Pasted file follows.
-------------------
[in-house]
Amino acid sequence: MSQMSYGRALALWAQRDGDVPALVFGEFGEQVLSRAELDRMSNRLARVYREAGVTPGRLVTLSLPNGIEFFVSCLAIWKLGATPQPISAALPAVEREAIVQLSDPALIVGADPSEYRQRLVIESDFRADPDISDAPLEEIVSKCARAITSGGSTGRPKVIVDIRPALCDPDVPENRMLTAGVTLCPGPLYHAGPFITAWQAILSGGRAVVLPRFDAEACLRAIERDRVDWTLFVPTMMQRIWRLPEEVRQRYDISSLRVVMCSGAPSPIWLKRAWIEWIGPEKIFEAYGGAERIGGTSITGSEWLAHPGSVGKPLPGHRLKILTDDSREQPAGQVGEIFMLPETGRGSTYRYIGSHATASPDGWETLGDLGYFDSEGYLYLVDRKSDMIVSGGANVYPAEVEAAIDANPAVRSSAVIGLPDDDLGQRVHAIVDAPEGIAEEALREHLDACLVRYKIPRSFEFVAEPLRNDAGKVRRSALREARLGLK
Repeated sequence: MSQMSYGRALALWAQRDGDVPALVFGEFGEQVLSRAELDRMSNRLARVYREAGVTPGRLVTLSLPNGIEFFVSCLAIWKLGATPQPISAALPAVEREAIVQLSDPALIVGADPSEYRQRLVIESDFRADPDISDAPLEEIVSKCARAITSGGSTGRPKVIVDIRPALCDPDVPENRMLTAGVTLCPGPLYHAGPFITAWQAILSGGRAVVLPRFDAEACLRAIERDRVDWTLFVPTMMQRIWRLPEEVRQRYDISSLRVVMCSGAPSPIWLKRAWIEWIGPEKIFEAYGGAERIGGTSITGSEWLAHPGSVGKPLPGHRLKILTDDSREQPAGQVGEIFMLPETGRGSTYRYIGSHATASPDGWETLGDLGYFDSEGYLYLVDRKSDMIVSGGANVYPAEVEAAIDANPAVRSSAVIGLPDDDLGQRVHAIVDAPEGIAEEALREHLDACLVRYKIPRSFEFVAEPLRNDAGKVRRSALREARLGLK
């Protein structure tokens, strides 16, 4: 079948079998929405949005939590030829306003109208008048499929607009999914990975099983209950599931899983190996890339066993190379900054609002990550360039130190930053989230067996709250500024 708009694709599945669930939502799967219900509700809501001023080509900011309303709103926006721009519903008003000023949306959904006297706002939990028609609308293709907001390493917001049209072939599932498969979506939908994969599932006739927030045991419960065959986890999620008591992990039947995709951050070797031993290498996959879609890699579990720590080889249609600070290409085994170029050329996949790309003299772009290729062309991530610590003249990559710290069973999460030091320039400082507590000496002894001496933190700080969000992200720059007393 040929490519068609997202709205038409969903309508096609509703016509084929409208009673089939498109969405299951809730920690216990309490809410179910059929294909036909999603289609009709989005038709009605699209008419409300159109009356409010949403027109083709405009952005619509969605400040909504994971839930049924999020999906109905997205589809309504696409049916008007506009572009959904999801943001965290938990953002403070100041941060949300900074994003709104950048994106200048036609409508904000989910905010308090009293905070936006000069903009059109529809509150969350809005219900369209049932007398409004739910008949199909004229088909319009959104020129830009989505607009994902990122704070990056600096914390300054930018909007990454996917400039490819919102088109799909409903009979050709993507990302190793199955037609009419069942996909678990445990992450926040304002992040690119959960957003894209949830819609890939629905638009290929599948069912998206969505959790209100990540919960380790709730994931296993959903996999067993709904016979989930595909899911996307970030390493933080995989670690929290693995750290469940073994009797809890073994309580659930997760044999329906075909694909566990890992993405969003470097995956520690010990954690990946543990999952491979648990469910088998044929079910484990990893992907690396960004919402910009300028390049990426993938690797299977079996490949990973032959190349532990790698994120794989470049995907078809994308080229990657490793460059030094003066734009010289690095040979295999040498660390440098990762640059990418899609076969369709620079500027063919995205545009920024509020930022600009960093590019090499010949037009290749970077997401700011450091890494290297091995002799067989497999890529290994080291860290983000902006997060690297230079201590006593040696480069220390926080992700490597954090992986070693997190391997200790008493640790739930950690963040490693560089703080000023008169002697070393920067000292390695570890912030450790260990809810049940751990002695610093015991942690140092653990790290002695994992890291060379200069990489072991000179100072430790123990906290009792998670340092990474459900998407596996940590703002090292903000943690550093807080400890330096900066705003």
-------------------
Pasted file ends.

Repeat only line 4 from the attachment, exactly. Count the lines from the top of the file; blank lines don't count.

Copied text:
């Protein structure tokens, strides 16, 4: 079948079998929405949005939590030829306003109208008048499929607009999914990975099983209950599931899983190996890339066993190379900054609002990550360039130190930053989230067996709250500024 708009694709599945669930939502799967219900509700809501001023080509900011309303709103926006721009519903008003000023949306959904006297706002939990028609609308293709907001390493917001049209072939599932498969979506939908994969599932006739927030045991419960065959986890999620008591992990039947995709951050070797031993290498996959879609890699579990720590080889249609600070290409085994170029050329996949790309003299772009290729062309991530610590003249990559710290069973999460030091320039400082507590000496002894001496933190700080969000992200720059007393 040929490519068609997202709205038409969903309508096609509703016509084929409208009673089939498109969405299951809730920690216990309490809410179910059929294909036909999603289609009709989005038709009605699209008419409300159109009356409010949403027109083709405009952005619509969605400040909504994971839930049924999020999906109905997205589809309504696409049916008007506009572009959904999801943001965290938990953002403070100041941060949300900074994003709104950048994106200048036609409508904000989910905010308090009293905070936006000069903009059109529809509150969350809005219900369209049932007398409004739910008949199909004229088909319009959104020129830009989505607009994902990122704070990056600096914390300054930018909007990454996917400039490819919102088109799909409903009979050709993507990302190793199955037609009419069942996909678990445990992450926040304002992040690119959960957003894209949830819609890939629905638009290929599948069912998206969505959790209100990540919960380790709730994931296993959903996999067993709904016979989930595909899911996307970030390493933080995989670690929290693995750290469940073994009797809890073994309580659930997760044999329906075909694909566990890992993405969003470097995956520690010990954690990946543990999952491979648990469910088998044929079910484990990893992907690396960004919402910009300028390049990426993938690797299977079996490949990973032959190349532990790698994120794989470049995907078809994308080229990657490793460059030094003066734009010289690095040979295999040498660390440098990762640059990418899609076969369709620079500027063919995205545009920024509020930022600009960093590019090499010949037009290749970077997401700011450091890494290297091995002799067989497999890529290994080291860290983000902006997060690297230079201590006593040696480069220390926080992700490597954090992986070693997190391997200790008493640790739930950690963040490693560089703080000023008169002697070393920067000292390695570890912030450790260990809810049940751990002695610093015991942690140092653990790290002695994992890291060379200069990489072991000179100072430790123990906290009792998670340092990474459900998407596996940590703002090292903000943690550093807080400890330096900066705003």